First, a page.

“Why make something you can’t sell?”
This is the question William McDonough posited about waste during the 2014 Executive Sustainability Forum webcast, hosted on GreenBiz and presented Jan. 30 by Waste Management.
Traditionally, businesses have strived to reduce or eliminate the waste they produce. But McDonough, influential designer, architect, entrepreneur and co-author of “Cradle to Cradle” and “The Upcycle,” thinks this is missing the point. Zero waste is “like going nowhere,” he said. Instead, the focus should be a “cycle of endless resourcefulness.”
Waste Management — which has partnered with McDonough to push for significant environmental aims — has shown how this principle can produce results. It recently worked with a Toyota plant in San Antonio, for instance, to turn waste produced at the plant into clean-burning fuel, which was then provided to another customer. In this way, the waste wasn’t just reduced or eliminated, but actively reused.
Moving beyond zero waste requires a wholesale rethinking on what waste is and how it should be addressed. To help with the transition, McDonough provided these insights:
1. Move from a triple bottom line to a triple top line: The triple bottom line encompasses three aspects of a socially responsible and profitable business — economy, equity and ecology. These intersect in important ways; for instance, equity-economy could manifest as “Are men and women being paid the same?” while equity-ecology could be “Is it fair to expose people to toxins in the workplace?” When all these intersections are accounted for, it leads to a business that is socially responsible and makes money.
But according to McDonough, this isn’t enough. For executives, it’s not just about managing what exists — this is best left to managers — but about using waste as an asset in a top-line strategy to generate revenue. After all, McDonough said, “Businesses have to grow, or they die.”
2. Don’t just minimize negatives — also maximize positives: While it’s great to do less bad things, it’s also important to be aspirational — to not just reduce toxins, for example, but to create items designed to be positive for future generations. Or, put another way: “Being less bad is not also being good.”
3. Be efficient and effective: Efficiency is doing things the right way; effectiveness is doing the right thing. Both must be employed for real progress to occur. As McDonough noted, if you do something criminal more efficiently, you’re actually acting worse.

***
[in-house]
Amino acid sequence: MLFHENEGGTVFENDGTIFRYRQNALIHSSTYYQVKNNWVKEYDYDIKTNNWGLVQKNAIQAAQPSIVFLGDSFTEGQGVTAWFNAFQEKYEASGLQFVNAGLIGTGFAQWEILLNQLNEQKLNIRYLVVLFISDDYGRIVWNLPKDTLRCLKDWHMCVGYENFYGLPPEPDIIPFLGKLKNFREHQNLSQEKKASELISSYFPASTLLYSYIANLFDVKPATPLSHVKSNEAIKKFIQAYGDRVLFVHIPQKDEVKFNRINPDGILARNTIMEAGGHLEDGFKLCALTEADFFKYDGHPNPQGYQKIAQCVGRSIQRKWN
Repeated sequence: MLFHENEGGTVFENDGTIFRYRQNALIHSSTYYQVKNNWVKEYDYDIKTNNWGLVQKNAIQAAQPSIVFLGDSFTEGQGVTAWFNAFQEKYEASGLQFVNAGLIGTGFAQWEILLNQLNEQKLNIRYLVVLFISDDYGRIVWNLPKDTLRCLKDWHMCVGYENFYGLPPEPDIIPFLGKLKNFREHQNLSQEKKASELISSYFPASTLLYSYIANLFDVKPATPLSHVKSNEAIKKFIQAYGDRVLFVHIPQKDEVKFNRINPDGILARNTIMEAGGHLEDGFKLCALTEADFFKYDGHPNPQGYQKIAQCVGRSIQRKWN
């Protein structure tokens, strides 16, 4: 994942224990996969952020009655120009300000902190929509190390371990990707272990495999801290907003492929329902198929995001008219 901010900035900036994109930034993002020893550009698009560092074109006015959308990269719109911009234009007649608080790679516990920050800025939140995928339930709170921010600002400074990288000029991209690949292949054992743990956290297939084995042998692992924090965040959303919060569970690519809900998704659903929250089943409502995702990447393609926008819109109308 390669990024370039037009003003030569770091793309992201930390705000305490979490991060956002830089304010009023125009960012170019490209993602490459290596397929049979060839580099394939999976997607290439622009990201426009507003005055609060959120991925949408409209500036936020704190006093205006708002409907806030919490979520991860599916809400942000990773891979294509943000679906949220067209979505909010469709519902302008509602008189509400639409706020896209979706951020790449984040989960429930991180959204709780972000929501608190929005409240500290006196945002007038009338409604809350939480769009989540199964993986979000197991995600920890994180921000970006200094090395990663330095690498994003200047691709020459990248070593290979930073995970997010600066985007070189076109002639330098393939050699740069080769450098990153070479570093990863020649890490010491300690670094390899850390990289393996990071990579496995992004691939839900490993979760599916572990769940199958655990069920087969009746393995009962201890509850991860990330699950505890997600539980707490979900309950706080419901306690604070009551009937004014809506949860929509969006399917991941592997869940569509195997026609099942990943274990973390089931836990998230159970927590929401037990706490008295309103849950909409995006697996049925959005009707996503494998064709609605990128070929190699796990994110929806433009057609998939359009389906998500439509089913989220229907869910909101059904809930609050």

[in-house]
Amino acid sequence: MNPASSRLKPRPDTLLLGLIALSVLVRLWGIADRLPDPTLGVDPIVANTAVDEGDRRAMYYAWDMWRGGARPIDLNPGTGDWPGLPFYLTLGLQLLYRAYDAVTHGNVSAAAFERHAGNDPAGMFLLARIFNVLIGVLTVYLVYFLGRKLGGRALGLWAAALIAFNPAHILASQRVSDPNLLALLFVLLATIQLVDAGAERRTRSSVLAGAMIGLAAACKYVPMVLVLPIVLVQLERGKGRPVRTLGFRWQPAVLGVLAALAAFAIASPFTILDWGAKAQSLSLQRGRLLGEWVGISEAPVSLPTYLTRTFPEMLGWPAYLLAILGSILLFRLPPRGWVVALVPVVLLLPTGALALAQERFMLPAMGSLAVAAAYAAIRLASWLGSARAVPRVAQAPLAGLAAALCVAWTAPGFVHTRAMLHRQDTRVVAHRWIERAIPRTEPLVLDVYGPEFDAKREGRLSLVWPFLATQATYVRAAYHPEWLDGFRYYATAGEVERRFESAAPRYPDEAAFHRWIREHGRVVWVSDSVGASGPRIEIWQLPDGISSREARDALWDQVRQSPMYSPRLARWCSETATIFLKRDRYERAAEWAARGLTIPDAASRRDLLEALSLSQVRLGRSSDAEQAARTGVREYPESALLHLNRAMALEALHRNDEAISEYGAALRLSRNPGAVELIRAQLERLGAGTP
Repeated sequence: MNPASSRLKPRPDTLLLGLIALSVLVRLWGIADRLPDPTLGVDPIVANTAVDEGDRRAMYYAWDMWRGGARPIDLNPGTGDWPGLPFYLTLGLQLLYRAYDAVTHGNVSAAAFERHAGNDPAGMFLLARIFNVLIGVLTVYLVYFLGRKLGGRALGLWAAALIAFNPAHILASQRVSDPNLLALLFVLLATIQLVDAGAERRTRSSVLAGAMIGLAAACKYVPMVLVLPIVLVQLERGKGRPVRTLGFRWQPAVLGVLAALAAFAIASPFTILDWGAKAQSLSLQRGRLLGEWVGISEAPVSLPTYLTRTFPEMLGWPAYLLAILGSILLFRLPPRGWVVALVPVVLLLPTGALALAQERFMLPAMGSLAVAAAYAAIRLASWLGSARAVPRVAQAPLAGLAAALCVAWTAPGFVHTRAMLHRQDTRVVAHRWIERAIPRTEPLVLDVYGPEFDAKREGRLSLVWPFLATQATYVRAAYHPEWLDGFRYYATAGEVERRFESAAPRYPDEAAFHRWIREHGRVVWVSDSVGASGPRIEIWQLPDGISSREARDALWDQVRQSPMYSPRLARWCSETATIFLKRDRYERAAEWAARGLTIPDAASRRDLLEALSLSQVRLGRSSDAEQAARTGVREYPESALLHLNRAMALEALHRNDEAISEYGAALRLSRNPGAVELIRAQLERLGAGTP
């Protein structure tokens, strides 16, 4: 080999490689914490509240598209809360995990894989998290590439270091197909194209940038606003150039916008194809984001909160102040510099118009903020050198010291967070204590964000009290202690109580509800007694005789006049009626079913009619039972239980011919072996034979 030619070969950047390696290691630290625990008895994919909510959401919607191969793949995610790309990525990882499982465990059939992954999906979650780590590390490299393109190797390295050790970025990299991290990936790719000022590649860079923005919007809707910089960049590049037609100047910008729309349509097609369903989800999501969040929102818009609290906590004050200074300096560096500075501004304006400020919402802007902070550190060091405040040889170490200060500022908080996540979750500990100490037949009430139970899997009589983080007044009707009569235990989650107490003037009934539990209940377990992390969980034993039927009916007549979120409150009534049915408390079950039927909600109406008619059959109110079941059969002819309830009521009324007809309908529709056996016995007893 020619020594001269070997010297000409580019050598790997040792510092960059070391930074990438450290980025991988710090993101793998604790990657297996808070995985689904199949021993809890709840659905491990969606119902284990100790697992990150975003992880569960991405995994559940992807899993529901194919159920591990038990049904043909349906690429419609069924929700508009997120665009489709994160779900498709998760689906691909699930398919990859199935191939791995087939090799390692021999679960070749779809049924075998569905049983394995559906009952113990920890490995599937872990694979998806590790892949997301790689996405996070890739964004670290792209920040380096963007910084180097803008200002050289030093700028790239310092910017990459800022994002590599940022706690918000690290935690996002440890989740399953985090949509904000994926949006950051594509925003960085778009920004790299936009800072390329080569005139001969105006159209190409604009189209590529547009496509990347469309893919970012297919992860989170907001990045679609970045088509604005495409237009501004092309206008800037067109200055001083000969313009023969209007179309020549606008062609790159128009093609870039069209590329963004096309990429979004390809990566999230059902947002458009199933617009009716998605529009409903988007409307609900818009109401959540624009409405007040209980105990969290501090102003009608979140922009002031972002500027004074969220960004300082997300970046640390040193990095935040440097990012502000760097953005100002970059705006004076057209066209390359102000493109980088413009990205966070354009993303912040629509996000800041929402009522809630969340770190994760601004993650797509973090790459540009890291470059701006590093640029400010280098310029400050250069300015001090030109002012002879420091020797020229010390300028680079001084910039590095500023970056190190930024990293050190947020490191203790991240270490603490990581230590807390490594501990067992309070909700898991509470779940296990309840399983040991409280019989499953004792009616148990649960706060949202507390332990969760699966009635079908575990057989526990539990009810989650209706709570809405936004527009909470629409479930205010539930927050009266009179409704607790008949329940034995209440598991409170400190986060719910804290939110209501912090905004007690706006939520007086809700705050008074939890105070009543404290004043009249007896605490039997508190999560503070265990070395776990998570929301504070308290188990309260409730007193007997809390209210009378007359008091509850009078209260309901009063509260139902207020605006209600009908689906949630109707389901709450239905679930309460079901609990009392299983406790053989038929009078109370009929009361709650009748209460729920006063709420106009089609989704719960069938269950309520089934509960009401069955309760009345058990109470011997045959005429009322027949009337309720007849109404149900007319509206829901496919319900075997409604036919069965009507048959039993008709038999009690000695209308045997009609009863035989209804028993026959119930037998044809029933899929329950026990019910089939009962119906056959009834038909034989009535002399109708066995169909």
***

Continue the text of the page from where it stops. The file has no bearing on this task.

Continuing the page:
4. Embrace design, not regulations: There are two syndromes of survival — commerce, which is typically quick and effective, and guardianship, which is slow and reserves the right to kill. Instead of focusing on regulations, businesses should design things that require less regulation in the first place. “Design is the first signal of human intention,” McDonough said. “Regulation is a signal of design failure.”
5. Start with values: When implementing green principles, begin with a values set. When Ford installed the largest green roof in the world, for example, it started by asking questions such as “What if birds want to land here?” and “What if people want to work here?” The key, McDonough said, is to focus on “sustaining values-based innovation.”
6. Think of waste as food: By thinking of waste as food and the materials as nutrients, it’s possible to move from a “take make waste” cycle to the more productive “take make reuse make reuse.” McDonough and chemist Michael Braungart once worked with a textiles company, for example, to turn the trimmings of textiles into nutrients used by a local garden club, and the water from the mill into local drinking water.
By reimagining waste, McDonough said, companies can move from a “world of limits, where we’re afraid, to a world of abundance, where we’re excited and sharing.” In other words, it’s not about “how much can I get from what little I give?” but something altogether more powerful: “How much can I give for all that we get?”